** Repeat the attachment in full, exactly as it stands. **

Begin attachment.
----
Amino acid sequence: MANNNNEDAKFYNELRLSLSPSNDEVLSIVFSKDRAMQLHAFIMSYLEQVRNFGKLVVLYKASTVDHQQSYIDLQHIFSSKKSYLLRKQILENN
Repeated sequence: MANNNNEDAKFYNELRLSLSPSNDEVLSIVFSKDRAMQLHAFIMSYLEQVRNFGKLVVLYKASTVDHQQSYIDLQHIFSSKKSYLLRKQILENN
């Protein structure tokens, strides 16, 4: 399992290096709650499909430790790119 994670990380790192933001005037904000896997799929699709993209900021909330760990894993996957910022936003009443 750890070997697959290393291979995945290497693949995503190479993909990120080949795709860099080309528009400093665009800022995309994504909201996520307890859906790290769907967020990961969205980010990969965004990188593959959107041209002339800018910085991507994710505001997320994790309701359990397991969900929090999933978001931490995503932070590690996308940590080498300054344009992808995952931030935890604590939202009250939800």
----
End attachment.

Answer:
Amino acid sequence: MANNNNEDAKFYNELRLSLSPSNDEVLSIVFSKDRAMQLHAFIMSYLEQVRNFGKLVVLYKASTVDHQQSYIDLQHIFSSKKSYLLRKQILENN
Repeated sequence: MANNNNEDAKFYNELRLSLSPSNDEVLSIVFSKDRAMQLHAFIMSYLEQVRNFGKLVVLYKASTVDHQQSYIDLQHIFSSKKSYLLRKQILENN
């Protein structure tokens, strides 16, 4: 399992290096709650499909430790790119 994670990380790192933001005037904000896997799929699709993209900021909330760990894993996957910022936003009443 750890070997697959290393291979995945290497693949995503190479993909990120080949795709860099080309528009400093665009800022995309994504909201996520307890859906790290769907967020990961969205980010990969965004990188593959959107041209002339800018910085991507994710505001997320994790309701359990397991969900929090999933978001931490995503932070590690996308940590080498300054344009992808995952931030935890604590939202009250939800």